Mercedes-AMG C63 S Coupe This German muscle car was always going to have to deliver something special to justify its eye-watering price-tag. So did it?
It’s fitting that my last drive in the C63 S was one of the best: a one-day round-trip to Anglesey Circuit to drive the new 911 GT3. It was a long day in the saddle; one that started with a 4.30am alarm and finished with me arriving back home just before 9pm. In between was the best part of 500 miles of motorways, majestic A-roads and nadgety B-roads, all dispatched in effortless, engaging style.
As I’ve discovered over the last six months and nearly 10,000 miles, that’s the nub of the C63 experience. I’d never run a Mercedes before, let alone an AMG model. I suppose deep down I never considered myself a Merc person. This car has made me revise that belief. It did everything so well, and with such big-hearted enthusiasm that even if the journey was a stinker I always found plenty to savour about the car.
Star of the show is the 4-litre biturbo V8. In ‘S’ spec it’s an absolute powerhouse, feeling good for every last one of its 503bhp and 516lb ft. It’s smooth and refined, with a ton of endlessly elastic low and mid-range thrust, so in most situations you just dip into its vast reserves of performance. Yet when you do extend it, there’s proper fire at the top end. It’s a thoroughbred powerplant, no question. And fuel economy? I’m pleasantly surprised to report that over the six-month loan period the average was 22.9mpg. Yes, I saw sub-15mpg on a particularly enthusiastic commute to the evo offices, but the car countered that with a hugely impressive 29mpg on an epic 700-mile Cambridgeshire-Ayrshire- Cambridgeshire day-trip. Merc’s muscle cars aren’t the dipsomaniacs they used to be.
Being an AMG, there were plenty of modes to choose for the engine, gearbox, chassis and exhaust, from Comfort through Sport, Sport+ and Race. Comfort and Sport were my preferred and most-selected modes. They just seemed to offer the best blend of response, fuss-free pace and comfort for most trips. However, when I did elect to blitz a few A- and B-roads, Sport+ was hugely effective and great fun. The seven-ratio Speedshift automatic transmission could really up its game and was uncannily prescient with downshifts. Unless I was in a particularly committed frame of mind, Race mode was a bit full-on, but even that had its moments.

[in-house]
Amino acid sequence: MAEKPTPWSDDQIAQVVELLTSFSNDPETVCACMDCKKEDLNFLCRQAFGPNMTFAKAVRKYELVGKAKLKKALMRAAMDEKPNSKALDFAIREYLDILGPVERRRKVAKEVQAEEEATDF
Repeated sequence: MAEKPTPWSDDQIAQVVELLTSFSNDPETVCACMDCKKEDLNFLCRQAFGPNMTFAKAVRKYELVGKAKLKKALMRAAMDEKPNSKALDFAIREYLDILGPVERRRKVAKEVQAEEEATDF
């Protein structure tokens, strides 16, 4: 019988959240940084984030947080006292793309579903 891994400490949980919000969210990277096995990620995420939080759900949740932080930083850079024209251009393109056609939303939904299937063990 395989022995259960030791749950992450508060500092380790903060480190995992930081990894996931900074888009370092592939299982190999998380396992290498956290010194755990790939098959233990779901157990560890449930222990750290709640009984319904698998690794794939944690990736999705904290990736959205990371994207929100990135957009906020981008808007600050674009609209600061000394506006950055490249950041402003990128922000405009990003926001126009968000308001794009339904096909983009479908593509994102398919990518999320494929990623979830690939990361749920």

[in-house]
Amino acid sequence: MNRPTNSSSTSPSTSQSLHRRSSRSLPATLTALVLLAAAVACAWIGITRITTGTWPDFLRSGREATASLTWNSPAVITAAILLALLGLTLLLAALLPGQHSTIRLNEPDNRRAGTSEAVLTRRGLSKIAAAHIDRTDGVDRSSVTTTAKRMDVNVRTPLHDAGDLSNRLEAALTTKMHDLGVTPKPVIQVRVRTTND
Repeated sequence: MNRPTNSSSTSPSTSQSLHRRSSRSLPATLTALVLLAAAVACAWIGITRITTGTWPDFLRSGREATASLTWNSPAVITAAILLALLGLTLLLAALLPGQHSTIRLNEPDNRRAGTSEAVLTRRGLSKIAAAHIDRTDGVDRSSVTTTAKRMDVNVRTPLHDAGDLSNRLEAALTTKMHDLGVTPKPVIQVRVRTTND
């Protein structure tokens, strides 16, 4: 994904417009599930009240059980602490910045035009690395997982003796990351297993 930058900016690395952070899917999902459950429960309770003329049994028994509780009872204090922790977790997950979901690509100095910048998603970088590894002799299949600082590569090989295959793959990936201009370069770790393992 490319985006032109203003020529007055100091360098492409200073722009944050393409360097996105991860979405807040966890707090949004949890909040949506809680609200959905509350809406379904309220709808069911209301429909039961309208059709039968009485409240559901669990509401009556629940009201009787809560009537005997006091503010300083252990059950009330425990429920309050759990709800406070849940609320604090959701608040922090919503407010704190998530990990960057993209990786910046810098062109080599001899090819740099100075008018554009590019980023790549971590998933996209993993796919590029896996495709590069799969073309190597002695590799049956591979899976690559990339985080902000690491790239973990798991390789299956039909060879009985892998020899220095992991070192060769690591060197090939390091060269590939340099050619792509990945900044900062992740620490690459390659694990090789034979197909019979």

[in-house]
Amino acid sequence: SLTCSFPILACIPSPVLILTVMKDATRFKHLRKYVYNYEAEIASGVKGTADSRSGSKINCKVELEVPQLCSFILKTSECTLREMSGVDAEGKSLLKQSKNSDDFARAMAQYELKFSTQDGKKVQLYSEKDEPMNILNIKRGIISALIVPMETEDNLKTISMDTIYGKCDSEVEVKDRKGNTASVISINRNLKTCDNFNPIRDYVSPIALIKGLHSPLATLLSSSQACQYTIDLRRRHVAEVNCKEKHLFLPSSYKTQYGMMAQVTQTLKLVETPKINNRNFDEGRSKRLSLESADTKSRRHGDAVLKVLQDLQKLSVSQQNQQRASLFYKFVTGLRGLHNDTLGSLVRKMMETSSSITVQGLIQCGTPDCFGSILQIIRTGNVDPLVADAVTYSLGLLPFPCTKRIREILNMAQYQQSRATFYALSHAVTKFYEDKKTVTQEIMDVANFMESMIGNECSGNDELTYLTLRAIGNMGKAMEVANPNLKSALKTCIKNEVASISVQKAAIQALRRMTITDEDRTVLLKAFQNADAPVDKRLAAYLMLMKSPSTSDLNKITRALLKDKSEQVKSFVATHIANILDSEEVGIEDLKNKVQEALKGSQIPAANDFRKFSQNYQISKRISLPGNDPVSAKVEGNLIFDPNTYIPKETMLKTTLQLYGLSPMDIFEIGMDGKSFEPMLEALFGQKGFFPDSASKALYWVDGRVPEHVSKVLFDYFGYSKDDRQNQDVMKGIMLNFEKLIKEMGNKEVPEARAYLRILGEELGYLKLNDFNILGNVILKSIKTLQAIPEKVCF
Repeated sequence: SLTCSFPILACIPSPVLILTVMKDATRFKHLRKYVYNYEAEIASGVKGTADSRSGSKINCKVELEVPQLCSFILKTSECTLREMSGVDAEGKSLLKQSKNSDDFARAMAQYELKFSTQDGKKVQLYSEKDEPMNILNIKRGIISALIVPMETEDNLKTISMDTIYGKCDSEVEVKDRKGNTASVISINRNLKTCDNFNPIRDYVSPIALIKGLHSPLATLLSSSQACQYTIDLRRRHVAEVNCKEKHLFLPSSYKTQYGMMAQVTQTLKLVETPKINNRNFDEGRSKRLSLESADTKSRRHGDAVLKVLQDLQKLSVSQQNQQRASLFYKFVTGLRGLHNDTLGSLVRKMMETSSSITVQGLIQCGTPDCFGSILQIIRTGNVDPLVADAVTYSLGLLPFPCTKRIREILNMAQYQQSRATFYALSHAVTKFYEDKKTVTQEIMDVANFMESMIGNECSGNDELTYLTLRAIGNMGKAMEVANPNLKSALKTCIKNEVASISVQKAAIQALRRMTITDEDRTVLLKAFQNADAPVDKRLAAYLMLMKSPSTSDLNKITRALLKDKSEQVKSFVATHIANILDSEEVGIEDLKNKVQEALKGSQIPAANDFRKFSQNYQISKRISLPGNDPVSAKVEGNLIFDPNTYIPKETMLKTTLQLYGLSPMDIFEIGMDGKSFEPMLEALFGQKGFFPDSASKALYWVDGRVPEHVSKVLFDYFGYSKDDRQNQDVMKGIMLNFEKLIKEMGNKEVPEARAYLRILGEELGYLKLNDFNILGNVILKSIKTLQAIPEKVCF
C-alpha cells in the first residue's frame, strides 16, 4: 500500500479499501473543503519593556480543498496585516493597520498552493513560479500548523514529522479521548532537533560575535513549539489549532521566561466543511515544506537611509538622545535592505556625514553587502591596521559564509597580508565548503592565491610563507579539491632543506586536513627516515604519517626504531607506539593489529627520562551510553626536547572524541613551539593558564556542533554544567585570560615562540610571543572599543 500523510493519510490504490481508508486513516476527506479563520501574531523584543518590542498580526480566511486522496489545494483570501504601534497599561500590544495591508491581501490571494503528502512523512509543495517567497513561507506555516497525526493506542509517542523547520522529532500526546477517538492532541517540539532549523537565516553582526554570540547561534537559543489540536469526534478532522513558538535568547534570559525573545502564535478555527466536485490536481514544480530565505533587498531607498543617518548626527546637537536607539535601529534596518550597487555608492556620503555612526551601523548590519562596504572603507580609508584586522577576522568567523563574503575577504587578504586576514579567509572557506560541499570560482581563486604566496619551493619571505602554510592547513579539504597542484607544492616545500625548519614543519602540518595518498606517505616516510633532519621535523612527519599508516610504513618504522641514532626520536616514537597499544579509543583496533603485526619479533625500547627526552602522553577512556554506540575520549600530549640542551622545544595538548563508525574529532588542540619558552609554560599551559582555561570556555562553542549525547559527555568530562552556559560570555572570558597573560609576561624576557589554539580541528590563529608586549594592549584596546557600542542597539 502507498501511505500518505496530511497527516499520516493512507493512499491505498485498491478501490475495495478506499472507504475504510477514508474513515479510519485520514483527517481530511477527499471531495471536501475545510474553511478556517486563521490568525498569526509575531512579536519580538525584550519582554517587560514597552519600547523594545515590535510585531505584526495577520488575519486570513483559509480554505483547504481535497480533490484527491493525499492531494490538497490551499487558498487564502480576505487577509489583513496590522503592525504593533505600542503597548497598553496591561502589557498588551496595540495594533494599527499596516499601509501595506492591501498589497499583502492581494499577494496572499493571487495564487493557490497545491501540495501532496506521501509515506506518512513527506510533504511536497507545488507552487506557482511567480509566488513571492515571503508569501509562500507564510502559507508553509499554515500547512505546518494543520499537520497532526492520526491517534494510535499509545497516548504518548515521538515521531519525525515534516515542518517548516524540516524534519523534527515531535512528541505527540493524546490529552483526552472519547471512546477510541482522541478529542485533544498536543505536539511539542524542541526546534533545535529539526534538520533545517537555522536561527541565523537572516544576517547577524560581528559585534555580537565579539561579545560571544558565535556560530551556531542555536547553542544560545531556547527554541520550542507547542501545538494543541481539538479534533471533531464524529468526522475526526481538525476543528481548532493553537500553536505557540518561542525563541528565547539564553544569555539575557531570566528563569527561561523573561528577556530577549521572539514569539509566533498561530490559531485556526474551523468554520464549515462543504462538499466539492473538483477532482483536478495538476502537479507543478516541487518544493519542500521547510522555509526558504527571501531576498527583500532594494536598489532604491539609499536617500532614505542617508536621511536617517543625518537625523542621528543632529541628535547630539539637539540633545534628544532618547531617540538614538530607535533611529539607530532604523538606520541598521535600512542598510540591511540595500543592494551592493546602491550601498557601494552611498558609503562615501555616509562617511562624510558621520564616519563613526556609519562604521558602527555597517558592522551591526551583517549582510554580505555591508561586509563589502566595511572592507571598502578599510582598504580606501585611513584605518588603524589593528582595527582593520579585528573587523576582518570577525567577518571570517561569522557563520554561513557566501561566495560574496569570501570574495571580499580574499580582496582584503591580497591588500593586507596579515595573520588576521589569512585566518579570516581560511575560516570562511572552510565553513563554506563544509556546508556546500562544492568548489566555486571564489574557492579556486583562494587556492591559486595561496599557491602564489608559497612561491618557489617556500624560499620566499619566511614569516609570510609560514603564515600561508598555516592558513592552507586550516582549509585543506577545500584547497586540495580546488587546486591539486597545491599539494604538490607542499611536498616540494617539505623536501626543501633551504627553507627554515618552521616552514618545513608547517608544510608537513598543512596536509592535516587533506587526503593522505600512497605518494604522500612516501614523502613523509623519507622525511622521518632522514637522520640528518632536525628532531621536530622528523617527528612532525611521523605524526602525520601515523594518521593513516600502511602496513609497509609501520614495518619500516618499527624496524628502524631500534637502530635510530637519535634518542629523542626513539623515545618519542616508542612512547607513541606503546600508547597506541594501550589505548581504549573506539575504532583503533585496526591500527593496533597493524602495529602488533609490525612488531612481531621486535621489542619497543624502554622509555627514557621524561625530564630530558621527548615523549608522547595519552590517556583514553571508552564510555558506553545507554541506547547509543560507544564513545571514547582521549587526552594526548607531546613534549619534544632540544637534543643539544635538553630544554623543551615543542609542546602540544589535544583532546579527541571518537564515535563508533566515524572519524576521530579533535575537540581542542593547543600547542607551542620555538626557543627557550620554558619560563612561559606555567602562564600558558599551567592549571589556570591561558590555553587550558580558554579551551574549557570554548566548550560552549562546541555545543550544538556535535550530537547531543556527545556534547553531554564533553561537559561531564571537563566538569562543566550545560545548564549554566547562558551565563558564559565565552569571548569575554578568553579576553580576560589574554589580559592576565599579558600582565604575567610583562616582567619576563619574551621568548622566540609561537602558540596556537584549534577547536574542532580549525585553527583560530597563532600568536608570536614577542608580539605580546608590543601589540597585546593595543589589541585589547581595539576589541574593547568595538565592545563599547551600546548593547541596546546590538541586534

KN66 ZPB was very generously equipped, with options including carbon-ceramic brakes (£4285), lightweight forged alloys (£1735) and the AMG Driver’s Package (£765), which elevates the speed-limiter to 180mph. All in, the price shot up from £68,710 to £82,875: a lot of money for a BMW M4 rival. That said, the car’s fit, finish and looks backed up the big ticket. Sleek and compact, with a purposeful stance and a muscled physique, the C63 S had plenty of presence without showing off.
The leather, Alcantara and carbon interior was a delight, with the glass roof and Burmester hi-fi (part of the £2595 Premium Package) adding to the feel-good factor.
We often criticise cars for a lack of connection, and I was worried the C63 S might be a bit numb. Those concerns weren’t entirely unfounded, as it quickly became clear the Merc’s feedback was muted and finely filtered. The steering feel was hardly sparkling, but you could build a picture of what the front end was doing, and its rate of response was well judged. Just as importantly, the rear end’s communication skills were good enough that you always knew when traction was at a premium. I knew where I was with the car, in dry or wet conditions. It helped that the stability-control system was on the ball, and could be relaxed enough to let you have fun yet still remain effective when run in Sport mode. The ceramic brakes had great feel and made light work of stopping the 1725kg coupe, even when we had a quick hoon down the runway at the Bruntingthorpe Proving Ground.
The Michelin Pilot Sport 4S tyres worked well through the winter and generated plenty of grip. And there was still a useful amount of meat left on them when the car went back. Must try harder next time.
Traction? Well, that was at the mercy of my right foot and/or the electronics, but I was surprised how much performance the software enabled you to deploy in the wet. In the dry, the car easily nailed 0-100mph in nine seconds, and I was amused to find it would hit 60mph in seven seconds while performing an epic rolling burnout.
Dislikes? Well, I quickly switched off most of the semi-autonomous driver-assist widgets (lane-assist and the like). The coasting mode, which disengages drive when you’re cruising off the throttle to save fuel, was annoying too, so I frequently switched that off as well.
I tend to miss long-term test cars when they go, but this one really got under my skin. It was special in ways that transcend objectivity, and I can honestly say I enjoyed every one of those 9955 miles. You can’t ask for more than that.
‘Star of the show is the 4-litre biturbo #V8
– in this spec it’s an absolute powerhouse ’
Date acquired October #2016
Duration of test 6 months
Total test mileage 9955
Overall mpg 22.9
Purchase price £82,875
Value today £62,500-68,000